Online Shoppers at Risk of Losing over USD 53 Million During 2021 Holiday Season!

The 2021 holiday shopping season is already in full swing across America. Worried about stock shortages, online shoppers are seizing opportunities to buy at the earliest possible. But here comes the trouble in paradise. As more and more Americans turn to the internet for shopping, so do scammers.

According to Adobe, online sales in America are expected to hit USD 207 billion this holiday shopping season between November 1 and December 31, 2021. That’s a 10% jump from 2020, a pandemic year that pushed more consumers to shop online.

Online scammers are likely to take advantage of the volume and of unwary consumers. They lurk on special offer ads and hard-to-find gift items to lure the shoppers.

Amid the growing prevalence of online shopping scams, the Federal Bureau of Investigation (FBI) recently issued a public statement warning people to be wary of cybercriminals.

According to the FBI, online shoppers lost over USD 53 million due to scams during the 2020 holiday shopping season. The Bureau received more than 17,000 complaints regarding the non-delivery of goods despite payments.

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The FBI warns that “these numbers could increase during the 2021 holiday season due to rumors of merchandise shortages and the ongoing pandemic.”

Online Shoppers

Here are some of the ways the criminals entice online shoppers, as mentioned by the FBI:

  • Advertising mails pertaining to hard-to-find items, such as event tickets or gaming systems
  • Untrusted websites and ads promoting irresistible prices and too-good-to-be-true deals
  • Social media posts offering unrealistic vouchers, gift cards, freebies, and contests
  • Online surveys asking for details in the pretext of stealing personal information

Apart from losing money on fake purchases, unwitting consumers may end up giving away personal information and debit or credit card details.

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“The holidays are also a popular time for pet purchases. Criminals will use legitimate website photos to promise the non-existent pet to multiple buyers. Red flags include added shipping fees, taxes, and or vaccination costs,” warned the Bureau.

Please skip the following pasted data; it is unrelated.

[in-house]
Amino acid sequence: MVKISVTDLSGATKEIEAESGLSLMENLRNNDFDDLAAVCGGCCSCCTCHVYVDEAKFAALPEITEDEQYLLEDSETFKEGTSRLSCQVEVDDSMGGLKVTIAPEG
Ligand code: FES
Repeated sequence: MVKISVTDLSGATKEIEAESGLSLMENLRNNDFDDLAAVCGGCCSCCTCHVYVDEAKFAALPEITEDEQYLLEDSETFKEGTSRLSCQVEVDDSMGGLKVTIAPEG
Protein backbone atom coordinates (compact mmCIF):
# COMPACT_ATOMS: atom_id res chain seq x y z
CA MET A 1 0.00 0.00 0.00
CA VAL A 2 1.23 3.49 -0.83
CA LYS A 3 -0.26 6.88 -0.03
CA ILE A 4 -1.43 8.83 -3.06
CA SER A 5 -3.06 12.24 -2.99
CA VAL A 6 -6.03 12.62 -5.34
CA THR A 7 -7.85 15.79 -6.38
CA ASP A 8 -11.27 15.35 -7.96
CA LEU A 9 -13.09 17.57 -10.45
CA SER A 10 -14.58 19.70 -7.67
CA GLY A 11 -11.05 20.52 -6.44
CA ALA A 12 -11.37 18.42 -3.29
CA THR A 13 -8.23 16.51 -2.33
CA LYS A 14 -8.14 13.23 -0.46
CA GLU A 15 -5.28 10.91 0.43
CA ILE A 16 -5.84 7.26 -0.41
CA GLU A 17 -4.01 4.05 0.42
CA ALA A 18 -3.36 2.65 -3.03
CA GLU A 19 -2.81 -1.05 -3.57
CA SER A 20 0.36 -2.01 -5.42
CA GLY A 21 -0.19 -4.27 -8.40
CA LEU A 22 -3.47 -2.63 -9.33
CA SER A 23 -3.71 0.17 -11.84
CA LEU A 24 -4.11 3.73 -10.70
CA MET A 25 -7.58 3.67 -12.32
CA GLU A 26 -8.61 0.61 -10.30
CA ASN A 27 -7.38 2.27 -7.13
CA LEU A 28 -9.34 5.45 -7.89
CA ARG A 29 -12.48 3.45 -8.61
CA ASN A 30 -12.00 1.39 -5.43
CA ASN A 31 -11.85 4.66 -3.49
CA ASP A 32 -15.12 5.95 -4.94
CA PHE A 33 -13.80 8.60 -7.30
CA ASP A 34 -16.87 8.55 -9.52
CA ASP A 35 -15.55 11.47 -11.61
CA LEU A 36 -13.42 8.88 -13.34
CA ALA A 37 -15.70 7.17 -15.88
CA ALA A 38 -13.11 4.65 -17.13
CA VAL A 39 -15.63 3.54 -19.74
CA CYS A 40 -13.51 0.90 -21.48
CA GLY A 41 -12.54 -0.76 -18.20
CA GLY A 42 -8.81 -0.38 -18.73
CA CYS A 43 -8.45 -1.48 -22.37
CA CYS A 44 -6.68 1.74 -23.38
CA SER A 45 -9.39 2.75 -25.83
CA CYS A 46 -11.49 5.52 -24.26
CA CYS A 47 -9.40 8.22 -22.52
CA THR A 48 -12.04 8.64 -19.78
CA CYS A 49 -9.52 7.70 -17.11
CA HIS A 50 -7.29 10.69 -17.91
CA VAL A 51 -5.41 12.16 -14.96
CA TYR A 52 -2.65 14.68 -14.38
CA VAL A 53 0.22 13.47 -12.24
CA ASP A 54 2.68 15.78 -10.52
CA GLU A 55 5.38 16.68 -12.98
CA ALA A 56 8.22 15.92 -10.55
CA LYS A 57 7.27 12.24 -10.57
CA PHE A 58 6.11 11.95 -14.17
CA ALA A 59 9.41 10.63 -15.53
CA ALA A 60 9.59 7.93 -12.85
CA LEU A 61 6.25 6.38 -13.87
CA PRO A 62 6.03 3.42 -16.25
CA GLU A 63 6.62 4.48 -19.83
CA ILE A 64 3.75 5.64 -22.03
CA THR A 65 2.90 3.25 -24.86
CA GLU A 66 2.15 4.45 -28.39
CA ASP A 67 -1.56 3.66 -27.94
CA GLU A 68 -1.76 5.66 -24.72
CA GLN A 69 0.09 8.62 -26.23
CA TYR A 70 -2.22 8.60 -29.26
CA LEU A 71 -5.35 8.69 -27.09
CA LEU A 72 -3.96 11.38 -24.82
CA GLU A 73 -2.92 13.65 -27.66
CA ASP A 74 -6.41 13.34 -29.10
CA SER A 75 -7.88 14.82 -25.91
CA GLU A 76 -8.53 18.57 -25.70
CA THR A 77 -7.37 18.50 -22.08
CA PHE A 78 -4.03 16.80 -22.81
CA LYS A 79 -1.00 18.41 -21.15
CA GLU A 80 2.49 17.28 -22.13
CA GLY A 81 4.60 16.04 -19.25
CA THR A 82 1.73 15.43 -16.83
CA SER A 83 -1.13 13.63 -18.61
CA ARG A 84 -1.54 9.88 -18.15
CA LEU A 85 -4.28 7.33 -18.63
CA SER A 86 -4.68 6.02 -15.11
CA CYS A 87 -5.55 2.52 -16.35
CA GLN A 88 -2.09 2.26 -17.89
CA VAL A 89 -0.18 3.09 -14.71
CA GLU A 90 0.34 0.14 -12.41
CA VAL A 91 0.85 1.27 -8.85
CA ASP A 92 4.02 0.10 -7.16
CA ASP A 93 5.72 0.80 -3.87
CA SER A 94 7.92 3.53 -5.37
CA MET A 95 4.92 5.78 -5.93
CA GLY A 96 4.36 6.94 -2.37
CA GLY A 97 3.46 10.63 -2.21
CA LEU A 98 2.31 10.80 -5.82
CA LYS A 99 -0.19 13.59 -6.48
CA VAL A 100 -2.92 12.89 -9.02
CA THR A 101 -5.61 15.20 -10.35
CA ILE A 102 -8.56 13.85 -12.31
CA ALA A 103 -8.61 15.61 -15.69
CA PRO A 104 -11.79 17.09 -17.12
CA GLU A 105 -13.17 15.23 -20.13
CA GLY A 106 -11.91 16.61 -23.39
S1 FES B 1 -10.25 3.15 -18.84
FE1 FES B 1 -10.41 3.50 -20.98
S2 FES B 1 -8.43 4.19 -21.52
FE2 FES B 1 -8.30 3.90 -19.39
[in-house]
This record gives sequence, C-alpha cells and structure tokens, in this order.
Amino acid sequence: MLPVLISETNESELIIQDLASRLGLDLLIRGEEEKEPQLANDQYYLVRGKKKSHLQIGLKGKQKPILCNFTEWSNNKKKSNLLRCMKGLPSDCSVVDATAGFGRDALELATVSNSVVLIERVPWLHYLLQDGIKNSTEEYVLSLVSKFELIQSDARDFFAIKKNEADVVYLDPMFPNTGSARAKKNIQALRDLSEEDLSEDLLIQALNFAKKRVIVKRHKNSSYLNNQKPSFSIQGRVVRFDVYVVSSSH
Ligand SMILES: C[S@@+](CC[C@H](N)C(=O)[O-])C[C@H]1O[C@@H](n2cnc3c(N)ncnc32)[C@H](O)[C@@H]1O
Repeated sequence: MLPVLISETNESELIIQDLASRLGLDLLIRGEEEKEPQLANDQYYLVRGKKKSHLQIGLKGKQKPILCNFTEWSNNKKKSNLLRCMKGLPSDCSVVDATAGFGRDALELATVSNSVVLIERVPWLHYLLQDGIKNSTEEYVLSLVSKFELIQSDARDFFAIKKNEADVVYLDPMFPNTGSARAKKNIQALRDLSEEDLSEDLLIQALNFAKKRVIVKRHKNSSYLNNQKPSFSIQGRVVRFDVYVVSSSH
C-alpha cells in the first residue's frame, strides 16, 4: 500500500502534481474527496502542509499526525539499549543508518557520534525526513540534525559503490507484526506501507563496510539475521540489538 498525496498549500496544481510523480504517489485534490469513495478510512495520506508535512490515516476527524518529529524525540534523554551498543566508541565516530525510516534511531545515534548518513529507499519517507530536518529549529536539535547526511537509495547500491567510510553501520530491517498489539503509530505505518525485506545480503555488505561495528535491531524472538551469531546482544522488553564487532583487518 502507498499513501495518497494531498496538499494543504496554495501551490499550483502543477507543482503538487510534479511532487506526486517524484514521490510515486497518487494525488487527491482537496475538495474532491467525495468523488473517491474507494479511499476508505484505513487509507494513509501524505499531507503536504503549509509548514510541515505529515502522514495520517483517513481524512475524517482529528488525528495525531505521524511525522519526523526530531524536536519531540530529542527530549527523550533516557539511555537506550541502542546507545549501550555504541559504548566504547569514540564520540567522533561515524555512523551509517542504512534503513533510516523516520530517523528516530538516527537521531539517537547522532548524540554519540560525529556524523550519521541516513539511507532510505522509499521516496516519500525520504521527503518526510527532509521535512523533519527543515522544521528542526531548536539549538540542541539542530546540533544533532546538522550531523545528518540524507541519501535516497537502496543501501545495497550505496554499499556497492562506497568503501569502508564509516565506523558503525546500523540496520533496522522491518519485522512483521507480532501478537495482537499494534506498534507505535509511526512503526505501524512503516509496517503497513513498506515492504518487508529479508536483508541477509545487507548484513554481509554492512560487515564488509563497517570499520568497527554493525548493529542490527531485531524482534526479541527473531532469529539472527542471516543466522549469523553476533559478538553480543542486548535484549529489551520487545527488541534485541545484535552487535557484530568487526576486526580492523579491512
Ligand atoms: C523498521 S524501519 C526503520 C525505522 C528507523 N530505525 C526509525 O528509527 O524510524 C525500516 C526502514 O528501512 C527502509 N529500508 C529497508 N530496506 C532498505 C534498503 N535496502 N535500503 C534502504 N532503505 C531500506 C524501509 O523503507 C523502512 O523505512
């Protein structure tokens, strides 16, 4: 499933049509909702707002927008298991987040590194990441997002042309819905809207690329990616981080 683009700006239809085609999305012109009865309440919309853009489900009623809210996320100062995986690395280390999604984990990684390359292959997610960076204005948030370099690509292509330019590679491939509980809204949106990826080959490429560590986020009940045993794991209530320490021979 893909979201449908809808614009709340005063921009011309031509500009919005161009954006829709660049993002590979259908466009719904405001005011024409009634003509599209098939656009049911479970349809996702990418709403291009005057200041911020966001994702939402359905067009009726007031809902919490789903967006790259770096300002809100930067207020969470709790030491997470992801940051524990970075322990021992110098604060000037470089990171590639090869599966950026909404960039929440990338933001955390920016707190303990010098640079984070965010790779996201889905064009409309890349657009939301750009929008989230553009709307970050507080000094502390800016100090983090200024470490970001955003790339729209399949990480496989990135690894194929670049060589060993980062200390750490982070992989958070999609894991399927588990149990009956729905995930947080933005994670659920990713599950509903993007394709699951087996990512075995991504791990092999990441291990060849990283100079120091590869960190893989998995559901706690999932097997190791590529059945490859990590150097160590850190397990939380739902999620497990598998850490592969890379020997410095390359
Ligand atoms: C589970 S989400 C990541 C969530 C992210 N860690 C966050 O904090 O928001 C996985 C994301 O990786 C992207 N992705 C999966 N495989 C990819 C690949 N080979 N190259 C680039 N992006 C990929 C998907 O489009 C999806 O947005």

“If purchasing a pet online, consider meeting the animal and owner via video chat before buying to reduce the chances of being scammed.”

The leading law enforcement agency also listed some tips online shoppers must consider to protect themselves from holiday seasons scams. Here’s the list:

Tips for Safe Online Holiday Shopping

  • Ensure the website is legitimate and secure before making a purchase. Web addresses should start with HTTPS:// and include a locked padlock icon
  • Beware of retailer emails that come from a free email service instead of a company email address.
  • Use credit cards for online purchases, check card statements regularly, and never save payment info in online accounts.
  • Avoid retailers who accept only wire transfers, digital currency, gift cards, or cash, as these are difficult to recover.
  • Never use public Wi-Fi to make online purchases.
  • Beware of retailers requesting payment to another brand name or to another country.
  • Purchase gift cards only from a trusted seller
  • Never click on links or download attachments in a spam email
  • Ensure that anti-virus software is updated and blocks pop-up windows
  • Use strong passwords. Never use the same password for multiple accounts
  • If the offer sounds too good to be true, it is more likely a scam

Moreover, the FBI has recommended some actions to be taken if in case one falls victim to an online scam

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If you are a victim of an online shopping scam:

  • Without any ado, report to the FBI IC3 at
  • Report the incident to the online payment service used for the purchase
  • Report it to your financial institution to decline the transactions. Ask your bank to contact the corresponding bank to which the payment was made.

Happy Holiday Shopping!

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